Supreme Court rules Theresa May CANNOT trigger Article 50 without parliamentary approval

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By Katie King on

Most important constitutional law case of a generation concludes with an unexpected split decision


The Supreme Court has ruled that Article 50 cannot be triggered by prerogative power alone, meaning parliament must vote on whether to begin our withdrawal from the European Union.

Clearly swayed by lead claimant Gina Miller — and her counsel Lord Pannick QC’s enviable advocacy skills — the highest court in the land decided this morning that it would be unlawful to deny MPs a free vote.

Legal Cheek has been informed that government lawyers were given a copy of the judgment at 8am on the Supreme Court’s premises. At 9.15am, the Prime Minister and Miller were told about the decision by their counsel.

It was just 15 minutes after this — and feet away from some pretty bizarre outside court shenanigans — that Lord Neuberger shared the decision with the rest of the world.

Reading out a summary of the judgment to a packed Courtroom 1, the president of the court reminded spectators that this judicial review had “nothing to do” with whether the United Kingdom should exit the EU.

The main issue at hand was whether the government can trigger Article 50 without parliamentary approval; the answer to this is no. The reason is that withdrawal from the EU means a withdrawal from EU treaties, which will alter UK citizens’ rights. Any change to citizens’ rights must be made in the only way permitted by the constitution, and that’s by an act of parliament. The court duly dismissed the government’s appeal.


However, it was a split decision: Lord Reed, Lord Carnwath and Lord Hughes dissented. The trio said that the effect of EU law under domestic legislation is inherently conditional on the application of EU treaties and our membership. Interestingly Lord Sumption, who is generally believed to be most ‘most Brexit-y’ of all the justices, went with the majority.

How the judges ruled:


On the devolution issues, there was not such a split. The court unanimously concluded that relations between the UK and the EU are reserved for the UK government/parliament and not for the devolved nations.

Though Brexiteers may be bummed out by the decision, they should take comfort in the following extract from the judgment:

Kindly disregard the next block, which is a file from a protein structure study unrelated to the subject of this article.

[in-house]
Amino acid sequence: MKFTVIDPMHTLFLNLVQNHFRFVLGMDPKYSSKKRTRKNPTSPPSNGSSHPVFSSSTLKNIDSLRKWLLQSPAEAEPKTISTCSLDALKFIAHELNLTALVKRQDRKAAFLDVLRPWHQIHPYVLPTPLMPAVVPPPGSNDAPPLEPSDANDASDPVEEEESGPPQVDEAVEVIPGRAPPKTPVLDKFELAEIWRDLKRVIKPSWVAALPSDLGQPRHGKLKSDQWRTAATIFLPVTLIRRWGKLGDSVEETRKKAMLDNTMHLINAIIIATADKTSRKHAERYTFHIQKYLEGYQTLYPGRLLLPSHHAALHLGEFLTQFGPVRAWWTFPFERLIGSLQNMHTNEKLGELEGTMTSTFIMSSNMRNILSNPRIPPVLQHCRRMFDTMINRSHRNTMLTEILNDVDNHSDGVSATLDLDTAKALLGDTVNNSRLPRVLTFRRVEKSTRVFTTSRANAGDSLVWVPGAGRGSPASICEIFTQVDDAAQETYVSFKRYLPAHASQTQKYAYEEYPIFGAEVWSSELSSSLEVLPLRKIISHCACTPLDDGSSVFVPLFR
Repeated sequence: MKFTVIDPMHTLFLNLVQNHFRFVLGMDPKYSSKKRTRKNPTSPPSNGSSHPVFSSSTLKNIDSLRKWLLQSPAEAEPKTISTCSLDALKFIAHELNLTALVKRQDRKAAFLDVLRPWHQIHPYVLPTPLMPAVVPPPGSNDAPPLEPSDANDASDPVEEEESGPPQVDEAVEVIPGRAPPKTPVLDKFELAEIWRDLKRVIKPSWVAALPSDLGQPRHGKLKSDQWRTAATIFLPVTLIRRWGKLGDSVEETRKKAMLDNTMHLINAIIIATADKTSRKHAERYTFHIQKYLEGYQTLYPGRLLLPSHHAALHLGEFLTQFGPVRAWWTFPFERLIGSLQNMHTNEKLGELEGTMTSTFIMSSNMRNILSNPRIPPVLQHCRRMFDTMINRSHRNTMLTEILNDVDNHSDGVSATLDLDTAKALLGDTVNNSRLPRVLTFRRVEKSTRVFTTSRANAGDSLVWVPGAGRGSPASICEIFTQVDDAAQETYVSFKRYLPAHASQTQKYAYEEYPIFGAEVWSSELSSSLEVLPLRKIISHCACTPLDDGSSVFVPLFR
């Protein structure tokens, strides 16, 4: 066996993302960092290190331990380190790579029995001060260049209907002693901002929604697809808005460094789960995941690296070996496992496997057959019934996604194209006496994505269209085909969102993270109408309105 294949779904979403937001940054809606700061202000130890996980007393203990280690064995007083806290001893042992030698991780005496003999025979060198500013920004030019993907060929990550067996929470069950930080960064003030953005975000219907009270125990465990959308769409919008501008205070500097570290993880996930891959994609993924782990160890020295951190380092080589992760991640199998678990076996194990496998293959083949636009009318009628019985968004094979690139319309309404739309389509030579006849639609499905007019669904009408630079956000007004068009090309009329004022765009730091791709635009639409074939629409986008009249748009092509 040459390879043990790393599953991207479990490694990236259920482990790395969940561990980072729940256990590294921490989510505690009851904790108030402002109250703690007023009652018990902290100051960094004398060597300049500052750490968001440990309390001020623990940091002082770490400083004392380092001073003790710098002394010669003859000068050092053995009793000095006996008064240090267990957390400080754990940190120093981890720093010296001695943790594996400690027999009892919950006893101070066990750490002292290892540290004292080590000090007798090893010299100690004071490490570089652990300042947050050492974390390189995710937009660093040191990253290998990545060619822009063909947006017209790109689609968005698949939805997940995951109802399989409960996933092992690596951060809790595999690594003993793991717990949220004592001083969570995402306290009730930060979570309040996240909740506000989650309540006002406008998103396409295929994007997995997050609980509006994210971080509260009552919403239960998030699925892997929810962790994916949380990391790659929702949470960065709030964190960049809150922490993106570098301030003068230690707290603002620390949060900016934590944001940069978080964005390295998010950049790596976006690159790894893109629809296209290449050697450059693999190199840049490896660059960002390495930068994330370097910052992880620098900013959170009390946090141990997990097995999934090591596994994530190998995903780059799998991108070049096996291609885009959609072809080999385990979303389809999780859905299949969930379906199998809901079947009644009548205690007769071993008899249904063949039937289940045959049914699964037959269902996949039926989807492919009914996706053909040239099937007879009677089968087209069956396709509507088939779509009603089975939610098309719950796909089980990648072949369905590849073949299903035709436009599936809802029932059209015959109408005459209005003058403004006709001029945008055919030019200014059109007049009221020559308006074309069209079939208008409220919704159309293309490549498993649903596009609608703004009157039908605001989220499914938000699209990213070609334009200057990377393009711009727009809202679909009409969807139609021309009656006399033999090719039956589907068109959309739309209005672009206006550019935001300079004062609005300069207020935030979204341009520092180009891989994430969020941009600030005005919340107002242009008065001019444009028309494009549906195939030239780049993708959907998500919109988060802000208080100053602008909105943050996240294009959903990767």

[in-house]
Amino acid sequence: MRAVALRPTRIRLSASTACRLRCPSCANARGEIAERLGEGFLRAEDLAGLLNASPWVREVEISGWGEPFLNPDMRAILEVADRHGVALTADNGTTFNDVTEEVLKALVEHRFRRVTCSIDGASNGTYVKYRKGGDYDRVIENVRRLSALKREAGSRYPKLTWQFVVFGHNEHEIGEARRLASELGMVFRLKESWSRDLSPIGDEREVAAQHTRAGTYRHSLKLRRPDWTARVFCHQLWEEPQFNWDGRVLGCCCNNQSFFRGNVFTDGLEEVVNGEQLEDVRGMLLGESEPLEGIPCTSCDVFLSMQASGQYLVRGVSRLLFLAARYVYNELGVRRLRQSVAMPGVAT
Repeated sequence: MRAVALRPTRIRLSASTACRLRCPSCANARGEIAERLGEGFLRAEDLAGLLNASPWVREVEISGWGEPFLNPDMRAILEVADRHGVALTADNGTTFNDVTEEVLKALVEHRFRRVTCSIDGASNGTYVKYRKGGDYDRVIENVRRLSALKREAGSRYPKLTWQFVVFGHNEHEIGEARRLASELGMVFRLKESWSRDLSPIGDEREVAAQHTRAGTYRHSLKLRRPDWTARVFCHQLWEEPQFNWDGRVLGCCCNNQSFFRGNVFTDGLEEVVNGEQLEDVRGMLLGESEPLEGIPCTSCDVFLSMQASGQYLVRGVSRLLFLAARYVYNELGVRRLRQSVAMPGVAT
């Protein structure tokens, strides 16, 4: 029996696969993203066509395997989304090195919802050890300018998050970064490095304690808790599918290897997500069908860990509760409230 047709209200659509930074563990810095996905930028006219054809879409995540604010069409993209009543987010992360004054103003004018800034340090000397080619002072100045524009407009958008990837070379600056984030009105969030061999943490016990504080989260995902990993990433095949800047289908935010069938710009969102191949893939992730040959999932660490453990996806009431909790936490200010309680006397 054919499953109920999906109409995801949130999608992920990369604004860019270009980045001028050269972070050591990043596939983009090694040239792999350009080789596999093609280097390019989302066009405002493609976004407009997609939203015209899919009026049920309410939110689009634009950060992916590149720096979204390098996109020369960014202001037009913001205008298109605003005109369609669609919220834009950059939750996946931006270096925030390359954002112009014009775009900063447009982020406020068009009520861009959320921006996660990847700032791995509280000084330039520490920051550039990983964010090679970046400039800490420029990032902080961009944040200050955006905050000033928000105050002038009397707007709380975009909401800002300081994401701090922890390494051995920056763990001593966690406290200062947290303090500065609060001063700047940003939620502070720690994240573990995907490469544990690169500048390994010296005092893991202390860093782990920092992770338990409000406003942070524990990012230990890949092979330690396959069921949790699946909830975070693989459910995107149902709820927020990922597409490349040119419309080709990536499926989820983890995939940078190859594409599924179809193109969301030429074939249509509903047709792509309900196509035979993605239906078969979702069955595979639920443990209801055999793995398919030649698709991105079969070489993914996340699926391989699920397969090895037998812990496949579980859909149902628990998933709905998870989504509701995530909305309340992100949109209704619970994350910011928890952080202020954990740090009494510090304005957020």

What form [the required legislation] should take is entirely a matter for parliament. But, in the light of a point made in oral argument, it is right to add that the fact that parliament may decide to content itself with a very brief statute is nothing to the point. There is no equivalence between the constitutional importance of a statute, or any other document, and its length or complexity.

Speaking outside the iconic Westminster building this morning, Miller took the opportunity to thank her legal team at Mishcon de Reya and her Blackstone Chambers barrister Pannick “for conducting themselves with such integrity and thoughtfulness in the face of extraordinary and unwarranted criticism”. She “wholeheartedly” thanked those who had supported her throughout the challenge, continuing:

They have truly helped to bolster me in this most arduous process.

Indeed, whether you agree or disagree with the ruling, what’s undeniable is that it has been a real rollercoaster ride getting here.

The whole case has been mired in controversy from day one, with anti-EU protesters setting the tone early on by picketing law firm Mishcon de Reya.

After the first instance judgment was laid down by the High Court, right-wing media lost the plot when it went Miller’s way. The judges were described as “enemies of the people”, prompting fierce condemnation from the profession, but barely a murmur from appointed judiciary-defender Lord Chancellor Liz Truss.

The controversy picked up pace when the government launched its appeal.

There was that row about bias on the judges’ bench, after Lord Neuberger’s wife made some pro-EU tweets and Lady Hale made some controversial comments in Kuala Lumpur (the ones that really pissed off Iain Duncan Smith MP).

Miller herself has been dragged into the furore herself: bombarded with death and rape threats, a man was even arrested for sending her online racist abuse while the Supreme Court hearing was going ahead.

Against this, frankly mental, backdrop, there have been some lighter moments.

There was fascination with Lord Sumption’s ties and Lady Hale’s brooches. Barrister Rupert Myer’s spoof Twitter case commentary had us in stitches. There was the University of East Anglia professor who counted every word spoken by the Supreme Court to try to guess the outcome. Two of the case’s barristers were embroiled in a sweary Twitter spat, while the world became so comforted by Pannick’s soothing voice a new clothing line with the barrister’s face on it hit the market.

As for next steps, parliament is expected to vote on triggering Article 50 ASAP to keep as closely to May’s ‘I will start the withdrawal process by March’ promise. Though parliament is expected to vote in line with the referendum result, if the past few months have taught us anything it’s to expect the unexpected.

Read the judgment in full below:

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